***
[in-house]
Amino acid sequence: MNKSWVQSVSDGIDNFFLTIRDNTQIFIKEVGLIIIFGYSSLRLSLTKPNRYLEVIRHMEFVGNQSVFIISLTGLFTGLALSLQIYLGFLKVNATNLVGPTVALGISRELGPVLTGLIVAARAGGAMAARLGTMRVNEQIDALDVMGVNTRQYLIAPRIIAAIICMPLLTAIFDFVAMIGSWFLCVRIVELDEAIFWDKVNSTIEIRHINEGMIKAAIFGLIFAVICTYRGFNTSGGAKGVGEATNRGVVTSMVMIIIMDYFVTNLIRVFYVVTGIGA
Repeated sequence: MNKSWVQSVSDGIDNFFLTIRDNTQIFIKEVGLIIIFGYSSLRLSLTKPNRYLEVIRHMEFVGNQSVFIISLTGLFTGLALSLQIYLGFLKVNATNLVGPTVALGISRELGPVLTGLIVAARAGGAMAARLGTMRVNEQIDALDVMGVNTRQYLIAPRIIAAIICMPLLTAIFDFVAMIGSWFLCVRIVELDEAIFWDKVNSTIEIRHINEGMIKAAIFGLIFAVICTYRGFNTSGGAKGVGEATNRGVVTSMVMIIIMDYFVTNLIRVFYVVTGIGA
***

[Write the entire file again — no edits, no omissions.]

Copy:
[in-house]
Amino acid sequence: MNKSWVQSVSDGIDNFFLTIRDNTQIFIKEVGLIIIFGYSSLRLSLTKPNRYLEVIRHMEFVGNQSVFIISLTGLFTGLALSLQIYLGFLKVNATNLVGPTVALGISRELGPVLTGLIVAARAGGAMAARLGTMRVNEQIDALDVMGVNTRQYLIAPRIIAAIICMPLLTAIFDFVAMIGSWFLCVRIVELDEAIFWDKVNSTIEIRHINEGMIKAAIFGLIFAVICTYRGFNTSGGAKGVGEATNRGVVTSMVMIIIMDYFVTNLIRVFYVVTGIGA
Repeated sequence: MNKSWVQSVSDGIDNFFLTIRDNTQIFIKEVGLIIIFGYSSLRLSLTKPNRYLEVIRHMEFVGNQSVFIISLTGLFTGLALSLQIYLGFLKVNATNLVGPTVALGISRELGPVLTGLIVAARAGGAMAARLGTMRVNEQIDALDVMGVNTRQYLIAPRIIAAIICMPLLTAIFDFVAMIGSWFLCVRIVELDEAIFWDKVNSTIEIRHINEGMIKAAIFGLIFAVICTYRGFNTSGGAKGVGEATNRGVVTSMVMIIIMDYFVTNLIRVFYVVTGIGA